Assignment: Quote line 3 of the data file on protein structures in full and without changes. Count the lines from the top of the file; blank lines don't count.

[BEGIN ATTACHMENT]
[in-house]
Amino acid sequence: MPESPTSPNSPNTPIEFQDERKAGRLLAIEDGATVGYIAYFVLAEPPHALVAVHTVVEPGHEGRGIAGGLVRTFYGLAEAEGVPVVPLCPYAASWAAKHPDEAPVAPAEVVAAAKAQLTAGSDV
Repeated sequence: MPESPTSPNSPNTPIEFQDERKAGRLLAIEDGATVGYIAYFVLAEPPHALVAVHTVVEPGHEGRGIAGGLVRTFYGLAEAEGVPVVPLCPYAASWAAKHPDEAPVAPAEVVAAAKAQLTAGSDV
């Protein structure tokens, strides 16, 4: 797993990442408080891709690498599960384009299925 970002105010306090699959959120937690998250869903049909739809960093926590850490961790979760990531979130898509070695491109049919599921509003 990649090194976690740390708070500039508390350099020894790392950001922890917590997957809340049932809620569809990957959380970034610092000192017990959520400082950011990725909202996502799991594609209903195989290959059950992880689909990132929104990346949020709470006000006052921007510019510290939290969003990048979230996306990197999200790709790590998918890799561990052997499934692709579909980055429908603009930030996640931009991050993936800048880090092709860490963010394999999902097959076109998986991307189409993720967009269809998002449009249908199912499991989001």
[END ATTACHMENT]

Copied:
Repeated sequence: MPESPTSPNSPNTPIEFQDERKAGRLLAIEDGATVGYIAYFVLAEPPHALVAVHTVVEPGHEGRGIAGGLVRTFYGLAEAEGVPVVPLCPYAASWAAKHPDEAPVAPAEVVAAAKAQLTAGSDV